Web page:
Nuclear testing bikini shark mutate
The Atomic Flounder is a gray irradiated flounder who is, according to the Realistic Fish Head , the result of a nuclear experiment gone horribly wrong. He became a supervillain soon after, though he has retired from villainy and is now an elderly citizen of Bikini Bottom. He wears a yellow shirt with a brown tie, a green buttoned-up sweater, and a pair of brown plaid pants. He wears a small black hat with a yellow ribbon, and uses a black umbrella with a brown handle as a cane. In "Mermaid Man and Barnacle Boy II" and the video games, his younger self wore a blue hazmat suit with red gloves, a red belt with a golden buckle, and a radioactive symbol on the suit's chest.
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10 Fishy SpongeBob SquarePants Fan Theories | Mental Floss
The Fukushima nuclear disaster delivered an unprecedented amount of radioactivity into the sea over a relatively brief time. How did that pulse of cesium and other radioisotopes make its way through the marine food chain? The food chain starts with marine phytoplankton—microscopic plants that account for as much photosynthesis as plants on land. These organisms take up radioactive contaminants from the seawater that surrounds them. As the phytoplankton are eaten by larger zooplankton, small fish, and larger animals up the food chain, some of the contaminants end up in fecal pellets or other detrital particles that settle to the seafloor. These particles accumulate in sediments, and some radioisotopes contained within them may be remobilized back into the overlying waters through microbial and chemical processes.
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The former island paradise of Bikini Atoll is slowing blooming back to life, 70 years after the United States dropped 23 nuclear bombs on it, including a device in that was 1,times larger than the Hiroshima atom bomb. A team of scientists from Stanford University have been surprised to discover an abundance of marine life apparently thriving in the crater of Bikini Atoll, which was declared a nuclear wasteland after the bombings, with its inhabitants relocated to other islands. Animals studied by scientists in and around the Chernobyl blast showed deformities and mutations, but the Stanford teams initial research suggest the marine life in Bikini may have fared significantly better. Palumbi said to the naked eye the crabs, fish and coral of Bikini Atoll look perfectly normal and healthy, and some of the coral has been around for decades — with evidence it may have begun growing as soon as 10 years after the last bombs were dropped.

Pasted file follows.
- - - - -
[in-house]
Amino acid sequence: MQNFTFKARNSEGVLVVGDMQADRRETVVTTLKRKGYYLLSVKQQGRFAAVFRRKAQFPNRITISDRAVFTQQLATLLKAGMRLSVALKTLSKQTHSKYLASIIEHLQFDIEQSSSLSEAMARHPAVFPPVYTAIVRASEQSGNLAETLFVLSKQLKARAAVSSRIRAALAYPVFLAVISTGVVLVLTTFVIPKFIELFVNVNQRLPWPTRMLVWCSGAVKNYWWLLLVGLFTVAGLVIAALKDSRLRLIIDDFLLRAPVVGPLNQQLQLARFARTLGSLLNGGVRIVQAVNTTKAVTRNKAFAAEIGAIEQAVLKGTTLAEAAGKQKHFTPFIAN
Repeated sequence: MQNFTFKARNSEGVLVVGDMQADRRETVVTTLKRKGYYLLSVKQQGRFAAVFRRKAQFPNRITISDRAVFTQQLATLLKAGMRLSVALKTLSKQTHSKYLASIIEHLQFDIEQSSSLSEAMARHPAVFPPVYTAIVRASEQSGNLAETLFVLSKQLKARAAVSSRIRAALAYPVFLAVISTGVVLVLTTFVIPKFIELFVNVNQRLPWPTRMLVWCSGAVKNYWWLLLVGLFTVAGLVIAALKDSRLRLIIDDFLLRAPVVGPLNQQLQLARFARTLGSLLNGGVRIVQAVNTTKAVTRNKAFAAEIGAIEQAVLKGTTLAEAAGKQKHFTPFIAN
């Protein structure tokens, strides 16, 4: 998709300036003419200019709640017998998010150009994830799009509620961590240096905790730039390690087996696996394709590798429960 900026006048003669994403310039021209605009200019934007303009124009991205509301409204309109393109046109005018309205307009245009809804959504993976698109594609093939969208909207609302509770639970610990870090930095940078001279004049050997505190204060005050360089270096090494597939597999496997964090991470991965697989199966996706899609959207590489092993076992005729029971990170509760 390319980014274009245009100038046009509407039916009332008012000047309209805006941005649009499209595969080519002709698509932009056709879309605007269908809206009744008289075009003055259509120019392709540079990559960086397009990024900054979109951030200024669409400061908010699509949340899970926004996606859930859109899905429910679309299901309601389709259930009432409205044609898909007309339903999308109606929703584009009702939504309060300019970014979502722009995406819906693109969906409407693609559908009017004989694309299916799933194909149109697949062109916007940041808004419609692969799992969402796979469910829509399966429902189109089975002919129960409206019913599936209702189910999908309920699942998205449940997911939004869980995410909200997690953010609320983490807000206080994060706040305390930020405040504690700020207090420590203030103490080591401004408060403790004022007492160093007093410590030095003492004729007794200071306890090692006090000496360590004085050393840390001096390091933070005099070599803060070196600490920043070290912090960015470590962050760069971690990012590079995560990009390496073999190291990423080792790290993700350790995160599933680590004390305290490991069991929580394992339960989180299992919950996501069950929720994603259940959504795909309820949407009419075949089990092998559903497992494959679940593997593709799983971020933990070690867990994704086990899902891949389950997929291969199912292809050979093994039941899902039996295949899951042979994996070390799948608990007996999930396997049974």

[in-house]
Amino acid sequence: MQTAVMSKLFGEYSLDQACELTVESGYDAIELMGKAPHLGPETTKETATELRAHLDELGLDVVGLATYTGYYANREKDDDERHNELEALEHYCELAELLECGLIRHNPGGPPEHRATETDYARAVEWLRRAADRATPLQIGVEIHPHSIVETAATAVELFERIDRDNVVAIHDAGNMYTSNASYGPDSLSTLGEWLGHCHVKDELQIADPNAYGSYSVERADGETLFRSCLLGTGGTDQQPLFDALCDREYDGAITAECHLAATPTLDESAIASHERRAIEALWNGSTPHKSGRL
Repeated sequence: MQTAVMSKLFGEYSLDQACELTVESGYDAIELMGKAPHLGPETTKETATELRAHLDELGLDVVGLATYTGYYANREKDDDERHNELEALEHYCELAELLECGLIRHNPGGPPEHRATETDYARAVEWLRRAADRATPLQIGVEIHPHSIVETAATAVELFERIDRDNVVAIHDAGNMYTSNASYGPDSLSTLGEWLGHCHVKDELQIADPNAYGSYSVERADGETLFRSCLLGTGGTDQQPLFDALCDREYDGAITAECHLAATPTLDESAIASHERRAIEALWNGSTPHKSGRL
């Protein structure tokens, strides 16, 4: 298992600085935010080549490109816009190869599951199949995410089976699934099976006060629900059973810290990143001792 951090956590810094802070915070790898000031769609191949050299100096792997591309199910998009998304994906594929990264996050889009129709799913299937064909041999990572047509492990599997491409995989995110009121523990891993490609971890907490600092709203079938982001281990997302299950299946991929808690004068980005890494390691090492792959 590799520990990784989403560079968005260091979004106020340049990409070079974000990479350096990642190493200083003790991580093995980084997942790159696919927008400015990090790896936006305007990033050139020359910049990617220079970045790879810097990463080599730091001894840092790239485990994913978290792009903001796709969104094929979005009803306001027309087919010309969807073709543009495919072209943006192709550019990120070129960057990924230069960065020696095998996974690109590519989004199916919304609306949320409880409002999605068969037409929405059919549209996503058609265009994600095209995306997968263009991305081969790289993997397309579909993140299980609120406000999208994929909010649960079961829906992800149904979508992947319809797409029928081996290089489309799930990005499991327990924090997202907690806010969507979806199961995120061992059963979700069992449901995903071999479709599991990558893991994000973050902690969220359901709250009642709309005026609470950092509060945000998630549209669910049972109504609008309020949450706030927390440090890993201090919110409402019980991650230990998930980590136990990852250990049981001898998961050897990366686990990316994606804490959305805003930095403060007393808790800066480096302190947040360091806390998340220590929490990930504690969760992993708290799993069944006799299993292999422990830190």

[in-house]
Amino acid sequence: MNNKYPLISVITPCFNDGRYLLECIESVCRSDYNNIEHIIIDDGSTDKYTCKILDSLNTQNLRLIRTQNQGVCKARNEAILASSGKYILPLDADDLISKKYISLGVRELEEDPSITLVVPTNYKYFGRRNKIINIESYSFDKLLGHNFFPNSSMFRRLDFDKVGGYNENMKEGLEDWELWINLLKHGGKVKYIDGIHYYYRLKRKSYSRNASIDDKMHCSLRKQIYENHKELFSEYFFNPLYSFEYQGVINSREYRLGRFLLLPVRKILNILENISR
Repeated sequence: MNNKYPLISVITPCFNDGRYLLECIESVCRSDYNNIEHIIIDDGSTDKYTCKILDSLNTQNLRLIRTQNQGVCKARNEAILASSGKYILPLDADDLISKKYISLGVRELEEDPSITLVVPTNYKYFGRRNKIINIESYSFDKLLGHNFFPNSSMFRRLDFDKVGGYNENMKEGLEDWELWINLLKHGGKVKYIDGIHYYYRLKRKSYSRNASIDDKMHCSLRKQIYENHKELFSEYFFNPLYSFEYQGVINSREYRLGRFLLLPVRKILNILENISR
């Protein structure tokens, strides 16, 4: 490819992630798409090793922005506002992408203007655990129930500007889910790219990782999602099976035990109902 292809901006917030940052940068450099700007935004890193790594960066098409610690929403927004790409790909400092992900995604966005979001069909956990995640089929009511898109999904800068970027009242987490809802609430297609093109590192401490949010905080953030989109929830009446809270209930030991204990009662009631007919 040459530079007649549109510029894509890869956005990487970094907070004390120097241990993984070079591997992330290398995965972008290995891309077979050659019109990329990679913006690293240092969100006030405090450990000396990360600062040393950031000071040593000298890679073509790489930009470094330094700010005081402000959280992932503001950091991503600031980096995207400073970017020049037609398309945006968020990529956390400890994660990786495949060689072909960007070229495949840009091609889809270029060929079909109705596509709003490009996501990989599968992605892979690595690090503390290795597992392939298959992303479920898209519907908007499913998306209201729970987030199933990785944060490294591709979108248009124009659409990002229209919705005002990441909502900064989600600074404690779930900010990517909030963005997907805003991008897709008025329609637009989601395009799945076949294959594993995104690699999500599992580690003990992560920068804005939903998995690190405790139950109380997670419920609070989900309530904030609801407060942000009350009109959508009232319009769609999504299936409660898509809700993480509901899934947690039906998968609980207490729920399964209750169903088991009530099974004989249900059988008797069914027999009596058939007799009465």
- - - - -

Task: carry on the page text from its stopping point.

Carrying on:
Popular Media and Animals pp Cite as. A quick glance at the roster of Hollywood horror films from any decade will reveal that filmmakers have had few problems in envisioning any species of animal as a monster. Insects, fish, birds and all manner of domestic and wild mammals have been marshalled by screenwriters, directors and studios in order that audiences should be terrified, horrified or, in the case of some of the more fantastical or ultra-low-budget horror depictions, amused. Horror films reflect social and cultural anxieties, and the circumstances that give rise to fictional monsters are often rooted in science-fact such that each new era of scientific discovery brings a new generation of monster forms into existence. Irrespective of the degree to which news media might celebrate scientific discoveries, horror films can cut through the abstraction of science and the hyperbole of human advancement to imagine the more sinister outcomes that such innovations might herald.
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